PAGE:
It was long hard to imagine, but today, we are within striking distance of eliminating HIV transmission worldwide. Thanks to the incredible dedication of scientists, activists, health care workers, caregivers and so many others, we have made enormous progress preventing, detecting, and treating HIV; reducing case counts and AIDS-related deaths; and freeing millions of people to enjoy long, healthy lives. Still, not everyone has equal access to that care. And for the more than 38 million people around the world now living with HIV—especially members of the LGBTQI+ community, communities of color, women, and girls—a diagnosis is still life-altering. We can do better.
When I became President, we reestablished the White House Office of National AIDS Policy and released a roadmap to accelerate efforts to end the HIV epidemic in the United States by 2030. Federal agencies have committed to nearly 400 related actions, working with stakeholders across the country to make the latest advances in HIV prevention, diagnosis, and treatment available to everyone. I have asked the Congress for $850 million to increase the use of preexposure prophylaxis (PrEP), expand treatment, and fight the stigma that stops many people from getting care. We are working to remove barriers to employment, with our Armed Forces, for example, ending blanket restrictions on HIV-positive service members being deployed or commissioned. And we are calling on States to repeal or reform so-called HIV criminalization laws, which wrongly punish people for exposing others to HIV. These outdated laws have no basis in science, and they serve to discourage testing and further marginalize HIV-positive people….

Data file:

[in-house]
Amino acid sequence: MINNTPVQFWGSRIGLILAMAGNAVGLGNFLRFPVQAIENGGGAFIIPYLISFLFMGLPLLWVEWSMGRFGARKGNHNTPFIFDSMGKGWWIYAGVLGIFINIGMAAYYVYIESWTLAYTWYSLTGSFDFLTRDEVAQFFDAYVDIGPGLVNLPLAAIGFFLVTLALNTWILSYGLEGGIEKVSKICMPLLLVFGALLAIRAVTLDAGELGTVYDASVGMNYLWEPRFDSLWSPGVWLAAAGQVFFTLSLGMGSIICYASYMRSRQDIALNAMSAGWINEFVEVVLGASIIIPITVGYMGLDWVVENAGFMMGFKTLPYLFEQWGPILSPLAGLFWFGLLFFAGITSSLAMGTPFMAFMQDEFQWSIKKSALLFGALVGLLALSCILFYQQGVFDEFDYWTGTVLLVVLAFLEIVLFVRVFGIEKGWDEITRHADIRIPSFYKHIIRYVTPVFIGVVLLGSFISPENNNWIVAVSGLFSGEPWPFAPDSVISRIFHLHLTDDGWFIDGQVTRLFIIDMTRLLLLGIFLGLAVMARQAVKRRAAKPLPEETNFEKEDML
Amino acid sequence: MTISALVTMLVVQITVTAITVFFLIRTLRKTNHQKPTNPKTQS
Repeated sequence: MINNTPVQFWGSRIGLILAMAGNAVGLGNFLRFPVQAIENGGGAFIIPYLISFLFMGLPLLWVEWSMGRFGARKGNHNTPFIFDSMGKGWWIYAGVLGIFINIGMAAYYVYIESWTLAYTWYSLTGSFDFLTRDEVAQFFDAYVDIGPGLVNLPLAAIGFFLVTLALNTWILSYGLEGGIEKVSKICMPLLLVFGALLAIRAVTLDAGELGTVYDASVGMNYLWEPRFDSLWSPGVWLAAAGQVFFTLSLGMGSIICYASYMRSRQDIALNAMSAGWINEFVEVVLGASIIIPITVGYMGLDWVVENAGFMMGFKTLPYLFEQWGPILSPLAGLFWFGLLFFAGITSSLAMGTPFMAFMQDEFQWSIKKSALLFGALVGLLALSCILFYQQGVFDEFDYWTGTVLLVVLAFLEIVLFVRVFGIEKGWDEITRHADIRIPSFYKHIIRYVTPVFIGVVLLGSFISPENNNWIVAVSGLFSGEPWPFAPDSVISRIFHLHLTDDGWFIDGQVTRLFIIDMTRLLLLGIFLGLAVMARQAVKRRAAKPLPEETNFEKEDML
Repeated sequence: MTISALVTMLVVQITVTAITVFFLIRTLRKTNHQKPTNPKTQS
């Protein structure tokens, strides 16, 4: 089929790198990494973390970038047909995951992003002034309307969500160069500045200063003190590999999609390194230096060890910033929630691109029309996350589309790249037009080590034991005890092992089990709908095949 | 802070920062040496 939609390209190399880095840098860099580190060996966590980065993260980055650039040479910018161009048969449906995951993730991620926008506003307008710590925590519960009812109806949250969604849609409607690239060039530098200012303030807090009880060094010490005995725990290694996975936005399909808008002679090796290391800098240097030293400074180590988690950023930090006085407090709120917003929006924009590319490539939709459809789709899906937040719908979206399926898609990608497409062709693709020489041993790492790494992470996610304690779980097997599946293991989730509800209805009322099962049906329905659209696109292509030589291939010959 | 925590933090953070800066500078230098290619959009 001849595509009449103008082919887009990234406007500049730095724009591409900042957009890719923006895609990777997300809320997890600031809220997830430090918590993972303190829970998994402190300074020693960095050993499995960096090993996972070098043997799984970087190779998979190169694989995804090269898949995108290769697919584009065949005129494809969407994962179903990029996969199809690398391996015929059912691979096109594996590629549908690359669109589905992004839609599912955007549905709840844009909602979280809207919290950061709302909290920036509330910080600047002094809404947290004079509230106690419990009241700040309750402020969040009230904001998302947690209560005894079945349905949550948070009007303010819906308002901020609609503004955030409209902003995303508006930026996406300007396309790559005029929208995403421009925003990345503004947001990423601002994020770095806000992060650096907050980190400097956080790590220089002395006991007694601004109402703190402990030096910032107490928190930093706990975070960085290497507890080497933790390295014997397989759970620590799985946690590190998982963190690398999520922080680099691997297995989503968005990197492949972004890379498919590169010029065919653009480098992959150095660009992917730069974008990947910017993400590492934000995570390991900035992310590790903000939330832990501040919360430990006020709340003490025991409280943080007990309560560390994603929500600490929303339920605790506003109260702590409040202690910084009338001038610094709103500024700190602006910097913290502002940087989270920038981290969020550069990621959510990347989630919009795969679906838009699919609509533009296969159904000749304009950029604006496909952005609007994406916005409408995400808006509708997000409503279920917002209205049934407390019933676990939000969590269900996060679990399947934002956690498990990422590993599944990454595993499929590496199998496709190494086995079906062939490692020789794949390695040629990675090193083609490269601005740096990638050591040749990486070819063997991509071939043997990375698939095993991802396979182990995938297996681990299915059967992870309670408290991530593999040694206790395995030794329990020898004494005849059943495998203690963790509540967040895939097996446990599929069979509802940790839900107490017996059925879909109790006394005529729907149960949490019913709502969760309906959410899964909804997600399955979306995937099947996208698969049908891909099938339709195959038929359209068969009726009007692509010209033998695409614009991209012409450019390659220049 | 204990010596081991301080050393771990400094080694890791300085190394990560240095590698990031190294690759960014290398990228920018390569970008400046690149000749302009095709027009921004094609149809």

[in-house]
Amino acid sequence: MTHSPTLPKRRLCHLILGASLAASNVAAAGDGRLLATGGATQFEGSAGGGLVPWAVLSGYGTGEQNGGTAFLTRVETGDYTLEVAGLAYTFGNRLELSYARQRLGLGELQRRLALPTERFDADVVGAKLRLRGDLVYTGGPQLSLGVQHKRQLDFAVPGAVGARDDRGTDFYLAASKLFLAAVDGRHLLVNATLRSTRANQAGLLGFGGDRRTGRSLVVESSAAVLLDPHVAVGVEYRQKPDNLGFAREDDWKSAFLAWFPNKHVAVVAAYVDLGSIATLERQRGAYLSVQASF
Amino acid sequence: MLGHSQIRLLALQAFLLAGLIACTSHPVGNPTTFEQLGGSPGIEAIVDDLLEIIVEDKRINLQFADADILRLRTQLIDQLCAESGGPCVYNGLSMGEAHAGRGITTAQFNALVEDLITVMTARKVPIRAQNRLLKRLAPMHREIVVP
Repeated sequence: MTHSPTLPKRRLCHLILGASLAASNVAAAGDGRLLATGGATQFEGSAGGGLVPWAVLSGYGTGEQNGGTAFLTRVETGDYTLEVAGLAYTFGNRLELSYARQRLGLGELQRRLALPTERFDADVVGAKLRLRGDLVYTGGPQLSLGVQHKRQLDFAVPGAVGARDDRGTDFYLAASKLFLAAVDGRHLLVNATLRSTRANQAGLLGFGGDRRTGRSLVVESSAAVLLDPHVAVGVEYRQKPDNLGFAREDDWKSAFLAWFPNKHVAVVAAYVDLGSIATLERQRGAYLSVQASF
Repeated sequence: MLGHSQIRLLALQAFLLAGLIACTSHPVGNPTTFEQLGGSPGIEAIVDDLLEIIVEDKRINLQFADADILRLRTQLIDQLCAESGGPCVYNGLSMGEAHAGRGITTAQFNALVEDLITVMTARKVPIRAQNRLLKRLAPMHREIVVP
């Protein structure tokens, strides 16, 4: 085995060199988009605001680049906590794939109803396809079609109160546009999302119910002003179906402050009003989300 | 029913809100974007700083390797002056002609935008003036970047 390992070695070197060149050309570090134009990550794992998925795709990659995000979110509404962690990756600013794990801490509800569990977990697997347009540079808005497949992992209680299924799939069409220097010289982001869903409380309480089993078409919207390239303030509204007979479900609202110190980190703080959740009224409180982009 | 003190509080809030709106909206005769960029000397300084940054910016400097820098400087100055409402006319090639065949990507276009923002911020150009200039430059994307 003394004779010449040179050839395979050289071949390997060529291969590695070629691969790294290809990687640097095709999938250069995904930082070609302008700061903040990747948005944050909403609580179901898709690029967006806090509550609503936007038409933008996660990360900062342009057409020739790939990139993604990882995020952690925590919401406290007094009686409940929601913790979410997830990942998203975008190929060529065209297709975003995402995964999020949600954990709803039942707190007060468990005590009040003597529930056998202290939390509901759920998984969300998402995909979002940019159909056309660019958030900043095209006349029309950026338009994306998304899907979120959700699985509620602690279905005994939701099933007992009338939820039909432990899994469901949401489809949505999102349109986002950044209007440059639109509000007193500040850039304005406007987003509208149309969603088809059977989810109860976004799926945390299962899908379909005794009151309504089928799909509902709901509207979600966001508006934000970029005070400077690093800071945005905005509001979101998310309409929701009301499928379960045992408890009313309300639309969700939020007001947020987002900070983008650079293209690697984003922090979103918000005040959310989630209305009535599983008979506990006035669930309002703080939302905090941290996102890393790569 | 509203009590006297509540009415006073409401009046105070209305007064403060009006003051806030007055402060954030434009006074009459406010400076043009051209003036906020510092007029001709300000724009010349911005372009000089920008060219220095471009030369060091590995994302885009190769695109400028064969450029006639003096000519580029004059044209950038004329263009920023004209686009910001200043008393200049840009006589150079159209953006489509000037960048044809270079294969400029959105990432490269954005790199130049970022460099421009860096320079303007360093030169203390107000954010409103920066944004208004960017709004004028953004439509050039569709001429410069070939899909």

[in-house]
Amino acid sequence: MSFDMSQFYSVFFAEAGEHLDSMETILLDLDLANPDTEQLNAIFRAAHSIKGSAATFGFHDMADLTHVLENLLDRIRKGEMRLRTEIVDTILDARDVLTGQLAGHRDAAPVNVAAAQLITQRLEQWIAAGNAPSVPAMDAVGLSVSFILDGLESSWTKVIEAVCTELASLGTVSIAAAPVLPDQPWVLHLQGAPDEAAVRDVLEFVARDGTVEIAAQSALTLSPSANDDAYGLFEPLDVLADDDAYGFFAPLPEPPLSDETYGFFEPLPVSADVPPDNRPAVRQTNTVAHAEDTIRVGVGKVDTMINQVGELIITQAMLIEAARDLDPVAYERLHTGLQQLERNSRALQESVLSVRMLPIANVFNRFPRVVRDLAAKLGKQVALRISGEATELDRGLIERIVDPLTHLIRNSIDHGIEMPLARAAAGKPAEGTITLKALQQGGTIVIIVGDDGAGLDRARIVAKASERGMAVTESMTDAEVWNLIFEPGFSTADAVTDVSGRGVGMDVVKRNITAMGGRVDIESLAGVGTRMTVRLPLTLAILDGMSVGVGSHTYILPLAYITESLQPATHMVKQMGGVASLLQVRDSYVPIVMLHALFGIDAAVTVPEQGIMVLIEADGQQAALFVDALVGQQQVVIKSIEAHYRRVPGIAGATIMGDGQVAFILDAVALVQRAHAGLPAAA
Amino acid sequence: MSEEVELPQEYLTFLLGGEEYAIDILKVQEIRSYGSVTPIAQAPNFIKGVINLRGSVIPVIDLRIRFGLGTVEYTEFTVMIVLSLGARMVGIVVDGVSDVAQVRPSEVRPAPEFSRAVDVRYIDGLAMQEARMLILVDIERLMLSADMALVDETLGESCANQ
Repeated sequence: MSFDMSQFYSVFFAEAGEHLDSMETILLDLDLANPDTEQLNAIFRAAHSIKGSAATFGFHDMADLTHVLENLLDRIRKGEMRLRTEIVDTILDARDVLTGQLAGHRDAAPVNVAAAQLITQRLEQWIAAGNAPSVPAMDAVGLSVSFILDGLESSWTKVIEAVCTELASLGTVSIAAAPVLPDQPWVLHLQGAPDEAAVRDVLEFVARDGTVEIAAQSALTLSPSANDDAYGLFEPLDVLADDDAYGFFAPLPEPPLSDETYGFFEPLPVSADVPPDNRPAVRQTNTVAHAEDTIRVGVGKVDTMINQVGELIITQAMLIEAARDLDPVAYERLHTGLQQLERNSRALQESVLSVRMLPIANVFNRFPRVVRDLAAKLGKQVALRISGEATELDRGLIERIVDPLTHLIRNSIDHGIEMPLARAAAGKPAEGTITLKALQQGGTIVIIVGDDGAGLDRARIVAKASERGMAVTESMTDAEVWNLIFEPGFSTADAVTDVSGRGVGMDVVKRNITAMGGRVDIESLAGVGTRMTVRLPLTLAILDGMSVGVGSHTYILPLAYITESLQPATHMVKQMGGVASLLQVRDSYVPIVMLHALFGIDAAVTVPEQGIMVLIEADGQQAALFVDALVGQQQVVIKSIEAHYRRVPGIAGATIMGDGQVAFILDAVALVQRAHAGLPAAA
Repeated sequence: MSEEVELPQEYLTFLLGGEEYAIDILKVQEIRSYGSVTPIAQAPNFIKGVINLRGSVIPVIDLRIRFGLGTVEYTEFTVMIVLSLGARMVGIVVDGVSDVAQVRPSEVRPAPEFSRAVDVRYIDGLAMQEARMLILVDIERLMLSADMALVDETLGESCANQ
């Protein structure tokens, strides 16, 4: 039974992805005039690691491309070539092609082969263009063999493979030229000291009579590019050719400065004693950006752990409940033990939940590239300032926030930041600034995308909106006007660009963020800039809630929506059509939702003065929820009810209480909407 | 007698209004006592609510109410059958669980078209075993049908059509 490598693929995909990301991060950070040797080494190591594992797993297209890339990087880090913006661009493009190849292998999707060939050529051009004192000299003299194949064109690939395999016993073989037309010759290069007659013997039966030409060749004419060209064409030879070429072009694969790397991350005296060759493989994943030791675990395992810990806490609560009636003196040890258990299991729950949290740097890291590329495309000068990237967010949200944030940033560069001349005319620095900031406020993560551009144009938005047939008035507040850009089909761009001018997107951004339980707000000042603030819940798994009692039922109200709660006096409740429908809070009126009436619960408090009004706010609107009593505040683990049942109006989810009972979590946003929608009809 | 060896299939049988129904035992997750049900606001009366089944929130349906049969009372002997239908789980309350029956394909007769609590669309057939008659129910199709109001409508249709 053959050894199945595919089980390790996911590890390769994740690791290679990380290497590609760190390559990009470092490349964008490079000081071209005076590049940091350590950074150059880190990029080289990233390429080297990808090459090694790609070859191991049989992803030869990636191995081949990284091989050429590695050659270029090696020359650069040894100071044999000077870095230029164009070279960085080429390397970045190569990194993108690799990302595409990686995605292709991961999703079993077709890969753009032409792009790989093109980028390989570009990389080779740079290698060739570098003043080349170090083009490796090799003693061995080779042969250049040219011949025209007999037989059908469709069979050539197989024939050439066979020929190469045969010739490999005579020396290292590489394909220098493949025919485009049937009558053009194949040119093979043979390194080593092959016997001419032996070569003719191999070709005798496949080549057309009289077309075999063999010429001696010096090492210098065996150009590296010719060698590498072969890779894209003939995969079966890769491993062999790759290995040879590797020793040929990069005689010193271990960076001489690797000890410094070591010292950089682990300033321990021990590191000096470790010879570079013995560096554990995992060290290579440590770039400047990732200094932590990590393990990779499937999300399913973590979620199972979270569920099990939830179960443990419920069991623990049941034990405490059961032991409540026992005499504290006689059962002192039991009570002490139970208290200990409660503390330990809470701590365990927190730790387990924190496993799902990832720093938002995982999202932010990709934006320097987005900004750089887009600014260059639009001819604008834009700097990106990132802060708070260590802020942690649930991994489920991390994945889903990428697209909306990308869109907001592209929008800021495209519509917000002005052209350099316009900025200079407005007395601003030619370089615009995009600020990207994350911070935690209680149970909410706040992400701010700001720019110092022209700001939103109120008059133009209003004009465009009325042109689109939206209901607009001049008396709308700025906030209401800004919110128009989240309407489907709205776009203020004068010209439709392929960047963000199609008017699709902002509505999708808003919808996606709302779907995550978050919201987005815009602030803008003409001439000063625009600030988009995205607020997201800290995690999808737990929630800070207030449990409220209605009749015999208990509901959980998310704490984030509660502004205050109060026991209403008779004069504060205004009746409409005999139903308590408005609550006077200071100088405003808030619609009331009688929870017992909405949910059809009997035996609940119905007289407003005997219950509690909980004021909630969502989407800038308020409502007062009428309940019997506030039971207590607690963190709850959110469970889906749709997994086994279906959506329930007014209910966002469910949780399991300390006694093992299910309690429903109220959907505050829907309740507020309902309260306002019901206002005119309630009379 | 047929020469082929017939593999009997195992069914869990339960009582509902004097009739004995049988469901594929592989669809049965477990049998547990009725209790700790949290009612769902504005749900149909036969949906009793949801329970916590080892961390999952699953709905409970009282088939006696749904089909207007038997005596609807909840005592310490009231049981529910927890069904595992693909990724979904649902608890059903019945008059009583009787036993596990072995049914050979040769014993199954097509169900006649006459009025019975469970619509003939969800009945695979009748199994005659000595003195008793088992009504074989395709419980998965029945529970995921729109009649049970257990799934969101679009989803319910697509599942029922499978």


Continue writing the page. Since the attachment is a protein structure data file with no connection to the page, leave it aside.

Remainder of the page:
We still have a hard road ahead, especially in addressing racial and gender gaps in our health systems, which have long driven inequitable HIV outcomes at home and abroad. But as we today honor the 700,000 Americans and 40 million lives lost worldwide to AIDS-related illnesses over the years, we have new hope in our hearts. We finally have the scientific understanding, treatments, and tools to build an AIDS-free future where everyone—no matter who they are, where they come from, or whom they love—can get the care and respect they deserve.
Finally, below is a message from the director-general of the World Health Organization Tedros Adhanom Ghebreyesus, who calls for global solidarity and bold leadership so that everyone receives the care they need.